Leading Your Team Through Change
Effectively Using Your Leadership Team
by Kelly Presson / September 4, 2017
Leading your team through change can certainly be challenging. However, I believe it can make your team stronger by bringing you closer together as you rise to meet or conquer a challenge.
Most changes are due to a leadership decision concerning change in programming, staffing, or philosophy. Craig Groeschel said, “People don’t hate change; they hate the way we try to change them.” I believe that is true, so let’s discuss some ideas that can help us lead positive change.
3 Keys to Leading Your Team Through Change
1. Earn the right FIRST.
My best advice would be to hold off on major changes until you can build equity in the minds of your leaders. You can accomplish this by allowing people to see that the things you do add value to your ministry. Look for “low hanging fruit”—little things that you can do that enhance, improve, or simplify the ministry that you lead.
Some little things I did at my last church that helped me begin to build equity were to put a light in the snack closet and add a door stopper. For years, ladies would hold the door open with one foot, so they could see inside because there was no light in the closet, then balance on one foot as they picked out snacks. I had signs made that hung from the ceiling and took down the ones that were posted beside the classroom doors. Leaders then had a much easier time directing parents and kids to the proper classrooms. These were little things that made a BIG difference in the mindset of our key volunteers.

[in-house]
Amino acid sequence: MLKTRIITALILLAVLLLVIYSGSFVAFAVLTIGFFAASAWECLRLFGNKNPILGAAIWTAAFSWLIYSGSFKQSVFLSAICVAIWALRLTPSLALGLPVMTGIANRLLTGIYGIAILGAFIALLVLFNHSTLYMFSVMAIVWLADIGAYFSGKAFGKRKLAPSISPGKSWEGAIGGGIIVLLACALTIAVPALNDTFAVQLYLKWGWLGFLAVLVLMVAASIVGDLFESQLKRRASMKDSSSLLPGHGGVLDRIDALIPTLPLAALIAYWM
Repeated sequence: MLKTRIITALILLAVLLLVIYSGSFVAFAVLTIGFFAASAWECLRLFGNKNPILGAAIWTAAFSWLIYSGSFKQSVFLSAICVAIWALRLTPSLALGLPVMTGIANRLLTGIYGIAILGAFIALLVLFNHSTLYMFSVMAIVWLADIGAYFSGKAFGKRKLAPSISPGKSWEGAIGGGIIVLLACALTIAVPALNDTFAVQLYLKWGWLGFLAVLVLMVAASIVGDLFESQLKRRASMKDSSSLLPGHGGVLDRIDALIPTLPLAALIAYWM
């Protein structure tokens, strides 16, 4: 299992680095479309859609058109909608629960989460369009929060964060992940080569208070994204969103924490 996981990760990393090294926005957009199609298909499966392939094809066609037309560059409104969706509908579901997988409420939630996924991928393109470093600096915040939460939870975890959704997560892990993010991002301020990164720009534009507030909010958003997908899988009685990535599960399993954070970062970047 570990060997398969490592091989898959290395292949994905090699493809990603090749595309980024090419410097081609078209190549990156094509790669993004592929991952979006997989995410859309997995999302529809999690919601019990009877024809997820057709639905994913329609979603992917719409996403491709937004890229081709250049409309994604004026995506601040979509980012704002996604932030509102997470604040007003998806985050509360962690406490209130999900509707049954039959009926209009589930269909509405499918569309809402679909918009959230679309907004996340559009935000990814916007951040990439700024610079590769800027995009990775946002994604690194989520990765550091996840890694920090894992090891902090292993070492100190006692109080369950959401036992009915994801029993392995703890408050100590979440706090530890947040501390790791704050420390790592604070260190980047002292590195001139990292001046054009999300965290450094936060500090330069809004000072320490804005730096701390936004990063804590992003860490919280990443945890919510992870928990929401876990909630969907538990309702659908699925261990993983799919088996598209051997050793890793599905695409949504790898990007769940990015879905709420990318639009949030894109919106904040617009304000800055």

When staff and volunteer leaders begin to see the positive impact of your decisions/changes, you earn the benefit of the doubt when you are attempting to lead through a bigger change. Your track record is good and has made a difference in the ministry they help lead.
2. Include key leaders in the decision process.
Leadership by title only is a lousy way to lead. Don’t be a Lone Ranger. God has given you people to lead. Pray and think about who needs to be in this meeting, who would be offended or devalued if they were not invited. Leaders don't like being surprised, so gather your key leaders together. Explain the idea or task, ask for their input and opinion, and then pray and get back to them with the plan.
Remember, people overestimate the value of what they have and underestimate what they could achieve if they are willing to let go of the “old.”
Henry Ford has been quoted as saying, “If I had asked people what they wanted, they would have said faster horses.”
You’re not asking them if you can make a change; you are simply coming to them so that they are a part of the upcoming change and know that you value their input. When they know the underlying reason and vision, they are better able to own the change.
I learned that my leaders and I handled change better if we at least understood why it was necessary. Then we could move forward, even if we didn’t agree on every element of the change. It is important to have your leadership team united. You need their help to lead successful change in your ministry.